Oh, Scarlett, Scarlett, what have you become!

This is the one, ladies and gentlemen. The one all of us ‘Gone With the Wind’ fans had been waiting for. The sequel to that great American novel; the one that would finally do what Gone With the Wind didn’t. And yet, the first time I read this book I wanted to throw it out of the window and curse whoever first thought of the concept of ghost writers till I was blue in the face.

It took a second reading and looking at the book as a story in its own right before I could look at Alexandra Ripley’s Scarlett with any complacency.  So, word of advice, if you’re reading this book as a sequel to Gone With the Wind, be prepared to be disappointed. If you’re reading it simply out of curiosity of what could have been; a creation of fan fiction, let’s just say, then you’re probably in safe waters.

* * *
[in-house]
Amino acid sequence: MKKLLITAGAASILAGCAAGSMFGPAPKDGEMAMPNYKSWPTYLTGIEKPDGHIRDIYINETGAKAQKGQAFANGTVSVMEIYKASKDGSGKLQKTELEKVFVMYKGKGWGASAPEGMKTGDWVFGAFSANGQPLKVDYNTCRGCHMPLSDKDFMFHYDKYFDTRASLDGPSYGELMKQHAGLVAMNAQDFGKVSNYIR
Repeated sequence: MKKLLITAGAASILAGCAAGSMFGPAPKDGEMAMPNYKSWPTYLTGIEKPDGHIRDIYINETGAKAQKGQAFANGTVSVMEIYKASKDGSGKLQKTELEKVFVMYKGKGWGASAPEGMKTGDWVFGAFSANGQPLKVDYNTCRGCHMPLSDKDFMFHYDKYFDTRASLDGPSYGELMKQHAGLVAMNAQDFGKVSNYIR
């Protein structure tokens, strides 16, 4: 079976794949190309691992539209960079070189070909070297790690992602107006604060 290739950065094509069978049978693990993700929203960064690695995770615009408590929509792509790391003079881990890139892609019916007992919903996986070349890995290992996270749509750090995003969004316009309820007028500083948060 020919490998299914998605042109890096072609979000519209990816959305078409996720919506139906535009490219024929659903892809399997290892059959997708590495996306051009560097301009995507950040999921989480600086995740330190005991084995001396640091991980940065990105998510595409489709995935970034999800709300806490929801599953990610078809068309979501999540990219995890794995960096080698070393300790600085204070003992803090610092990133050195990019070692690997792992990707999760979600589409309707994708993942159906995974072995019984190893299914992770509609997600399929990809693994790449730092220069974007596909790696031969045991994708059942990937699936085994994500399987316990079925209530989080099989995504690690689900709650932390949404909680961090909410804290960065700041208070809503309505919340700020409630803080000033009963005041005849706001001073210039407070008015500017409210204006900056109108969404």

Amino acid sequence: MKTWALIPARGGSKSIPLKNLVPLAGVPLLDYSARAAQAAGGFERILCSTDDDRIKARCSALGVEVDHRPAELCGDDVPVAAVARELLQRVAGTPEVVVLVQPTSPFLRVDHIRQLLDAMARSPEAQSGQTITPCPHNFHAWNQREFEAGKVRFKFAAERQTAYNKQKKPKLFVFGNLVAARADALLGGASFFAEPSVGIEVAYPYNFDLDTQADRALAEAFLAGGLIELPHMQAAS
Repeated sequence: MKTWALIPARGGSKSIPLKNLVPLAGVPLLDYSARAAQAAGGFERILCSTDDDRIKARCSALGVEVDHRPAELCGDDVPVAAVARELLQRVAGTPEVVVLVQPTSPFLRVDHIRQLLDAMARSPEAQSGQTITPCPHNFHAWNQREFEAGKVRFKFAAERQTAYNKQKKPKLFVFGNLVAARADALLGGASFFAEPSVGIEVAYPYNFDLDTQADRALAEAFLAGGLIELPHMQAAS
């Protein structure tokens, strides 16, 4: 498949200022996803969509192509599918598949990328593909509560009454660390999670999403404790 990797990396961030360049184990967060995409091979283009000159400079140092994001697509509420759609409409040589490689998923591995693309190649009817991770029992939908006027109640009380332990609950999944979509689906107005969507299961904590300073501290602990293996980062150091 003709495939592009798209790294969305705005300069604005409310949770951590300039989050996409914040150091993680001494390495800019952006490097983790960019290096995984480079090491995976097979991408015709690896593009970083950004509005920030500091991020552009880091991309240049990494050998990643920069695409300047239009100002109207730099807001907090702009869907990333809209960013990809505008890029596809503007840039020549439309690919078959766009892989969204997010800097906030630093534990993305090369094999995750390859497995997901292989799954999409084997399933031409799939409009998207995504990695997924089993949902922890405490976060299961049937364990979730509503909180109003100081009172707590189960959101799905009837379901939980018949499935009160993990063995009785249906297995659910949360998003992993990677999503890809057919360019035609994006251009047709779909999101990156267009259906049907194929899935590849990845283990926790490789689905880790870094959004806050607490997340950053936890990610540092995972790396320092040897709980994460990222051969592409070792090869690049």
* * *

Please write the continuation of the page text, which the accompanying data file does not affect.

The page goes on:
And Rhett … well, I hope you remember Rhett Butler as he used to be because the one you’ll see in this book is a mere caricature of the larger than life devil-may-care hero we knew; the merest whisper of that memory. Given that, fortunately, we don’t see to much of him in this one, aside from sporadic appearances centred around Scarlett.

The books shows us a much-changed Scarlett, but somehow not one who stands true to the Civil War trailblazer we knew.

And Scarlett … oh, Scarlett … that wilfull, vain, trailblazer we knew … has now turned into a farm land tilling woman who’s all about family and is shocked when she hears of what goes on in the boudoirs of upper-class Charleston; who’s yet not above pandering to the whims of the British Lords and Ladies she seeks to impress in her home country of Ireland. There are only two things that ring true … her love for her beloved Cat and her desire for Rhett. If you’re all for a woman making her mark and showing the man who left her that she didn’t give a damn … well, it comes close enough. If you were, however, looking for a completion to the Gone With the Wind circle … well…

Read it if you must, people, but don’t say you weren’t warned.

I’d give the book a 2.5.

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